So, back in the day (think some high school and some college - some meaning it depended on the day), I was a brat. I wasn't nice to my friends, I wasn't nice to strangers, I wasn't nice to my family, and I wasn't very nice to myself.
I know it sounds weird, but I literally woke up one day about 3 years ago and thought, "why am I so mean?" I decided that day that I didn't want to be that way anymore, so I worked pretty hard to change it. The reasons to why I was that way slowly started to show; I was incredibly insecure. When someone had something good happen to them, all I could think about was why it didn't happen to me - being happy for them was simply not an option. Complimenting pretty girls was out of the question; it was much easier to call them nasty names. The ease with which I cursed 'the other woman' in multiple situations was astounding considering the direct fault of the man.
Then I got pregnant and the only thing I could think about was what kind of example I want to be to my son and how I could raise him to be a kind, honest, loving man. Kids learn by example and are a product of their homes, so I needed to do some more shaping up before he arrived.
It has taken a while, but my heart has honestly changed. Though I am human and still say some mean things, I am able to recognize when something I say isn't productive or kind. Though I've exchanged hurtful words with people, I've learned to remove myself from the situation even when it's a pretty tough move. I still have to tame the occasional potty mouth before my son picks up on any more words ('boobs' is the most recent...), but I'm workin' on it.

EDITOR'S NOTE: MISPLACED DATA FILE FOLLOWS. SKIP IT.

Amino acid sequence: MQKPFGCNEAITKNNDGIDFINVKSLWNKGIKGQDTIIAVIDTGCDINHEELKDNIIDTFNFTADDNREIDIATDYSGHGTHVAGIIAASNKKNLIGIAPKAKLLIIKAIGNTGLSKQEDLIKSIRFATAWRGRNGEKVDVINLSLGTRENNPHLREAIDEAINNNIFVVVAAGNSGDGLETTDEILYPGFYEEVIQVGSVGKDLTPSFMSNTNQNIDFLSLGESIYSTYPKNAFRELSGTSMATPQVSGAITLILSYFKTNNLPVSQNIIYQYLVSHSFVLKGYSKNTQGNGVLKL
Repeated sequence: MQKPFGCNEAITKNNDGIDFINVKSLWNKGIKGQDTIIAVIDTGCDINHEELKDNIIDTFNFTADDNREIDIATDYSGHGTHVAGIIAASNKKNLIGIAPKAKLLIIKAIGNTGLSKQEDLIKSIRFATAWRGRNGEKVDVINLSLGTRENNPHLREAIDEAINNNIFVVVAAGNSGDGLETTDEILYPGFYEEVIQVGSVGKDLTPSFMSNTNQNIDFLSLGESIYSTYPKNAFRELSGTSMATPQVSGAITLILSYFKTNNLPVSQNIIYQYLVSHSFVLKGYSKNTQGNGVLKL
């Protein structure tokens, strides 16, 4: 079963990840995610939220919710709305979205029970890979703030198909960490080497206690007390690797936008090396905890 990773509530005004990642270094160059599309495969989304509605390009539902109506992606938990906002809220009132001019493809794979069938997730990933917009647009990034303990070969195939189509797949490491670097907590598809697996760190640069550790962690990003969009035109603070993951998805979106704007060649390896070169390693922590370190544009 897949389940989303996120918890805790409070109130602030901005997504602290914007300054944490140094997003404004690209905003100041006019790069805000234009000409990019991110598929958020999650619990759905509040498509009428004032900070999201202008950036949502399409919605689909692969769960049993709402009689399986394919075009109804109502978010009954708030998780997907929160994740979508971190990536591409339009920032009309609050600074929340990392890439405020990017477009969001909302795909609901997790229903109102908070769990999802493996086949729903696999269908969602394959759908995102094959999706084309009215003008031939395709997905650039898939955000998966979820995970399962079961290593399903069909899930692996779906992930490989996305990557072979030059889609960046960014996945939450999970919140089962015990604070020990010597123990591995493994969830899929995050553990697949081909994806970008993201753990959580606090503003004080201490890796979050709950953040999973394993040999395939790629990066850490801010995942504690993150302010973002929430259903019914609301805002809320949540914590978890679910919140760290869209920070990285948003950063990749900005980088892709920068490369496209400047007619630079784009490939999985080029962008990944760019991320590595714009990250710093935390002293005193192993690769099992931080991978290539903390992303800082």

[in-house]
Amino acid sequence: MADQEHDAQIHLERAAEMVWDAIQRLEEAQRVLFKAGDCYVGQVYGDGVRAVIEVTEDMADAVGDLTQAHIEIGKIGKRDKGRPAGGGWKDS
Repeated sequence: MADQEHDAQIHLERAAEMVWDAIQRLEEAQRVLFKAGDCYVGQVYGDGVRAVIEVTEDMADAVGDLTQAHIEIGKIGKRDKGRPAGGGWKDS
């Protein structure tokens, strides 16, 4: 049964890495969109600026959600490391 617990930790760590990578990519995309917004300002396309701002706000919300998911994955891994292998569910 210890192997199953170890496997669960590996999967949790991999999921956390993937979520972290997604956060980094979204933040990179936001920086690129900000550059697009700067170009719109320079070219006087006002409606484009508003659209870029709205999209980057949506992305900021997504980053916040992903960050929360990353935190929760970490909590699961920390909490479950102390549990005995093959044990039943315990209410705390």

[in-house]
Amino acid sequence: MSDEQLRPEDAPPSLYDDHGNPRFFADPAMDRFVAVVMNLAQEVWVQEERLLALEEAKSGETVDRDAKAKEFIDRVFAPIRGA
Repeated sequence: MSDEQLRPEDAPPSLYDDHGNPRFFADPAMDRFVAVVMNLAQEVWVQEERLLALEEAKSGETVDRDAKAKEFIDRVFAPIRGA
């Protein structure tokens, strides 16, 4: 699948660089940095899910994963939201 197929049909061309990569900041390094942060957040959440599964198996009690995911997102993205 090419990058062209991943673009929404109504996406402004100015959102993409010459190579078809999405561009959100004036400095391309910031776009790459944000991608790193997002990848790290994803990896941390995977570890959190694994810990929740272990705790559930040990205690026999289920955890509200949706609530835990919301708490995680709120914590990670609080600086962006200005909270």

I learned some profound life lessons during this time; I learned that it makes me feel good to make others feel good and I learned that behind a mean and nasty person probably lies a soul that's a little bit lost. It's amazing what sharing kindness can do to people. It's incredible how much more productive a compliment can be than an insult.
It's never too late to be a better person.
In the words of the brilliant Led Zeppelin,
"Yes there are two paths you can go by, but in the long run
There's still time to change the road you're on."